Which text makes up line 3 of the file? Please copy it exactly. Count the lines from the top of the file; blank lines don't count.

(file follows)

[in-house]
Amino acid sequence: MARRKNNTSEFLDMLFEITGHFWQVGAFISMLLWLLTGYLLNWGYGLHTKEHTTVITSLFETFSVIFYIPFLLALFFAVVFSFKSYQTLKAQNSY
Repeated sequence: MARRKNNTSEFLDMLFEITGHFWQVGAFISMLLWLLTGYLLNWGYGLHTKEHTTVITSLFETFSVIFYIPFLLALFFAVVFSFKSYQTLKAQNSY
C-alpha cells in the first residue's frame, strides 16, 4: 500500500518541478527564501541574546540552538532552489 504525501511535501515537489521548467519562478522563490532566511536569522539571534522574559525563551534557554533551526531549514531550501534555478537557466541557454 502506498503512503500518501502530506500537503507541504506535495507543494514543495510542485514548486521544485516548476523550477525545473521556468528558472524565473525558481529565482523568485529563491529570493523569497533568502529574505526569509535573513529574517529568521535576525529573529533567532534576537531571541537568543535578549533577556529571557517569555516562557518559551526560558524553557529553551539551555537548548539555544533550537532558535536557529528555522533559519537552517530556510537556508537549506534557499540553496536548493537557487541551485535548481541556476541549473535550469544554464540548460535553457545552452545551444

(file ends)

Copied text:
Repeated sequence: MARRKNNTSEFLDMLFEITGHFWQVGAFISMLLWLLTGYLLNWGYGLHTKEHTTVITSLFETFSVIFYIPFLLALFFAVVFSFKSYQTLKAQNSY